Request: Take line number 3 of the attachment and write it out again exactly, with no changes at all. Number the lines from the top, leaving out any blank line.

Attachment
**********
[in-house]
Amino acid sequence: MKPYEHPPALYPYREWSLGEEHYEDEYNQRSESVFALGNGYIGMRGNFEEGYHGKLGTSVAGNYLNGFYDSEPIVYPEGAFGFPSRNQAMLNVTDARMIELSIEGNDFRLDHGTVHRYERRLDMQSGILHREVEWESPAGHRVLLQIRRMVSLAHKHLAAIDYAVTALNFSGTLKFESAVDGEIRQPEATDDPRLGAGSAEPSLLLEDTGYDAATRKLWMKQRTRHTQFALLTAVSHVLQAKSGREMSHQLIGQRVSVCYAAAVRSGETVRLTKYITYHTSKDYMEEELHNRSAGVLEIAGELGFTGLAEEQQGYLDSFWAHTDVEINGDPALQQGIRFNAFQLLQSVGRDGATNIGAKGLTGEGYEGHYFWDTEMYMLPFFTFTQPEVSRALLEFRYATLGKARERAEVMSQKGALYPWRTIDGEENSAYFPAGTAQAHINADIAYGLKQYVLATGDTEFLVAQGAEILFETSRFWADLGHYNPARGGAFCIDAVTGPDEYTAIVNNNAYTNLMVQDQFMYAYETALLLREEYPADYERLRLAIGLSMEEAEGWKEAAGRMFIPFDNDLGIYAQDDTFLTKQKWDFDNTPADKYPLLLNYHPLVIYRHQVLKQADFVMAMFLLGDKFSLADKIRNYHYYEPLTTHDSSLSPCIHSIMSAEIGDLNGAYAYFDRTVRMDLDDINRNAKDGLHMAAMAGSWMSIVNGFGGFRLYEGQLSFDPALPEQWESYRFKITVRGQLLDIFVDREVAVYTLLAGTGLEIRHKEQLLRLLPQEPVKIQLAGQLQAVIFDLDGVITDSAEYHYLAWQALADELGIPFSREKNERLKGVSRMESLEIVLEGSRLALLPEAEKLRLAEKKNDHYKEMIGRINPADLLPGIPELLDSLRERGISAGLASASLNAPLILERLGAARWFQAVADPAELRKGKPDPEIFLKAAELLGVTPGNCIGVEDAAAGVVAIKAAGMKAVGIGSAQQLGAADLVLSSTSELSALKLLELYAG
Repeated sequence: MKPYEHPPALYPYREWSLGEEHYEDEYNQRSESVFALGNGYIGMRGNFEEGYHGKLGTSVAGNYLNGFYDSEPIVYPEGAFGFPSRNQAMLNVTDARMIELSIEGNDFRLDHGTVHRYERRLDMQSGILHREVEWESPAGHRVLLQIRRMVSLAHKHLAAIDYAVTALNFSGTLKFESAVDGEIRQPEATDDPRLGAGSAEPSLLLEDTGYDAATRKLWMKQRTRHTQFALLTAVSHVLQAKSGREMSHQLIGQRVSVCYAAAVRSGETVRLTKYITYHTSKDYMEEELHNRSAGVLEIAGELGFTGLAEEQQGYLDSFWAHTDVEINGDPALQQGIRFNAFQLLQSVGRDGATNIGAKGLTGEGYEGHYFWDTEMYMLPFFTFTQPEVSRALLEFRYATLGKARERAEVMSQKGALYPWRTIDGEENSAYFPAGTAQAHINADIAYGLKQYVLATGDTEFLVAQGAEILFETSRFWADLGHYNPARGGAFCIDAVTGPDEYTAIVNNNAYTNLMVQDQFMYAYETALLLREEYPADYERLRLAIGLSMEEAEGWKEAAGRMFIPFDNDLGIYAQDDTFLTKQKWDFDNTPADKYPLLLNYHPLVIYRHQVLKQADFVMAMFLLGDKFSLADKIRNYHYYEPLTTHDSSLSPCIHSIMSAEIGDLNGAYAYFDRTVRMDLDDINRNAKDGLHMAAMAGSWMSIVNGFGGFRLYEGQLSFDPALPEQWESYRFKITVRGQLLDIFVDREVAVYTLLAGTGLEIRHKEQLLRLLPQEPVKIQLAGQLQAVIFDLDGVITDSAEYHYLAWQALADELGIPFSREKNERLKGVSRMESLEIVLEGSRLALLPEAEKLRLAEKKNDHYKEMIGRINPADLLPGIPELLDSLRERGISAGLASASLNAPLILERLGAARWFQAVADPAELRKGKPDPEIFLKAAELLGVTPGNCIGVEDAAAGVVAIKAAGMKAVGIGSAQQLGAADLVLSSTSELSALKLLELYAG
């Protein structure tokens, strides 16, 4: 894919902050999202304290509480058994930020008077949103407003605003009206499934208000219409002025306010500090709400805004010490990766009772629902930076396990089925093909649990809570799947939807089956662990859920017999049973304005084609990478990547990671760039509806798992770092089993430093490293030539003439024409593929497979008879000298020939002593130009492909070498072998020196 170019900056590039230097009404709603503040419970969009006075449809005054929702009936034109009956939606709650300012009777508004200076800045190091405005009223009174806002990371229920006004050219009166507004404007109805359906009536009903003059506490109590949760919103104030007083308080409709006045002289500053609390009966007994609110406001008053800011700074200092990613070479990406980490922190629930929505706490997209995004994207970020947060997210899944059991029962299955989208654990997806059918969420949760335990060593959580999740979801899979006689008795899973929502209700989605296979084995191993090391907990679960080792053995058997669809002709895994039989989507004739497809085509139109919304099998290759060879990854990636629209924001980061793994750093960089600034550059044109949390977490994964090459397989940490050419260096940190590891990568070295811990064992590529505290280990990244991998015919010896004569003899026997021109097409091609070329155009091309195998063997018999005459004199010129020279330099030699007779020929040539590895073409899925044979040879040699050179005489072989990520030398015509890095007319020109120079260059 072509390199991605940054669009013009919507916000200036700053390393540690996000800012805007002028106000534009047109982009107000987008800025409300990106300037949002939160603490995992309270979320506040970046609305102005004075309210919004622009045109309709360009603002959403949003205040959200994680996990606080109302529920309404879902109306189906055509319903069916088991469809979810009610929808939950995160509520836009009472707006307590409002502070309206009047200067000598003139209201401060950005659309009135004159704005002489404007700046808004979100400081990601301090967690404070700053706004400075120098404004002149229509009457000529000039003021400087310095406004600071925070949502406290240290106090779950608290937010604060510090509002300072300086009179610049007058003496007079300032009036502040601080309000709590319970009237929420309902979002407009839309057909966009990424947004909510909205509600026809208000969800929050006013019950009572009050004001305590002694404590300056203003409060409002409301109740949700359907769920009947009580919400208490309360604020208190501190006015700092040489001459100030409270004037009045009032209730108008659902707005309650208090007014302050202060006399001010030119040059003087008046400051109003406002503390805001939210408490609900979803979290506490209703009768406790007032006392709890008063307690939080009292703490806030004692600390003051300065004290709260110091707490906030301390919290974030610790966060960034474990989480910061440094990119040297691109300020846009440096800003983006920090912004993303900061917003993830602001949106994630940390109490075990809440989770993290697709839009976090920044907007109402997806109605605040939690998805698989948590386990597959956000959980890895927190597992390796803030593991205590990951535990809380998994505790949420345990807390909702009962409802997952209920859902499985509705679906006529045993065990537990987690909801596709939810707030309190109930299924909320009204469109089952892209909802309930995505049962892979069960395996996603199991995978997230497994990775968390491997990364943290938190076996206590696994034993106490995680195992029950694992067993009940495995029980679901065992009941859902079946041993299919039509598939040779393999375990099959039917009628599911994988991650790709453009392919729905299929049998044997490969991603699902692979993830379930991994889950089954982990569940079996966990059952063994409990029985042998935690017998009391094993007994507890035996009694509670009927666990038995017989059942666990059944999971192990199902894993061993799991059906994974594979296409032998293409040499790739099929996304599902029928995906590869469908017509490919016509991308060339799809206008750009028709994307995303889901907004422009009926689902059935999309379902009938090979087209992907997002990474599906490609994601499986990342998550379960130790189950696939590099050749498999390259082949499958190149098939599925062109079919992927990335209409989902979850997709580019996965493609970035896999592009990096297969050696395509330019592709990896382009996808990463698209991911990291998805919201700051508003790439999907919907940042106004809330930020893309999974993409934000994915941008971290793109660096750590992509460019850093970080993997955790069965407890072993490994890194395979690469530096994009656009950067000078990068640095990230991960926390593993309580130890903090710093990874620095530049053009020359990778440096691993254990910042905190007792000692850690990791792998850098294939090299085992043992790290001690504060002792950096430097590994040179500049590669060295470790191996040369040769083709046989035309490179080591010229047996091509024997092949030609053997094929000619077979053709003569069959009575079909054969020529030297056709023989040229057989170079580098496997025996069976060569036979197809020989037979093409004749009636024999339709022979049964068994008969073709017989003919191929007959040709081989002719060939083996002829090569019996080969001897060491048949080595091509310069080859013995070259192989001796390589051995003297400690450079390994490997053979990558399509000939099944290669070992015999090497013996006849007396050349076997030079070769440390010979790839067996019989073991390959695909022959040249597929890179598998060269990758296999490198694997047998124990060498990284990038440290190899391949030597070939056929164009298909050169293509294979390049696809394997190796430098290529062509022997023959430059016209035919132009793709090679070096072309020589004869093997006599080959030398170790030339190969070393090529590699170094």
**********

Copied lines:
Repeated sequence: MKPYEHPPALYPYREWSLGEEHYEDEYNQRSESVFALGNGYIGMRGNFEEGYHGKLGTSVAGNYLNGFYDSEPIVYPEGAFGFPSRNQAMLNVTDARMIELSIEGNDFRLDHGTVHRYERRLDMQSGILHREVEWESPAGHRVLLQIRRMVSLAHKHLAAIDYAVTALNFSGTLKFESAVDGEIRQPEATDDPRLGAGSAEPSLLLEDTGYDAATRKLWMKQRTRHTQFALLTAVSHVLQAKSGREMSHQLIGQRVSVCYAAAVRSGETVRLTKYITYHTSKDYMEEELHNRSAGVLEIAGELGFTGLAEEQQGYLDSFWAHTDVEINGDPALQQGIRFNAFQLLQSVGRDGATNIGAKGLTGEGYEGHYFWDTEMYMLPFFTFTQPEVSRALLEFRYATLGKARERAEVMSQKGALYPWRTIDGEENSAYFPAGTAQAHINADIAYGLKQYVLATGDTEFLVAQGAEILFETSRFWADLGHYNPARGGAFCIDAVTGPDEYTAIVNNNAYTNLMVQDQFMYAYETALLLREEYPADYERLRLAIGLSMEEAEGWKEAAGRMFIPFDNDLGIYAQDDTFLTKQKWDFDNTPADKYPLLLNYHPLVIYRHQVLKQADFVMAMFLLGDKFSLADKIRNYHYYEPLTTHDSSLSPCIHSIMSAEIGDLNGAYAYFDRTVRMDLDDINRNAKDGLHMAAMAGSWMSIVNGFGGFRLYEGQLSFDPALPEQWESYRFKITVRGQLLDIFVDREVAVYTLLAGTGLEIRHKEQLLRLLPQEPVKIQLAGQLQAVIFDLDGVITDSAEYHYLAWQALADELGIPFSREKNERLKGVSRMESLEIVLEGSRLALLPEAEKLRLAEKKNDHYKEMIGRINPADLLPGIPELLDSLRERGISAGLASASLNAPLILERLGAARWFQAVADPAELRKGKPDPEIFLKAAELLGVTPGNCIGVEDAAAGVVAIKAAGMKAVGIGSAQQLGAADLVLSSTSELSALKLLELYAG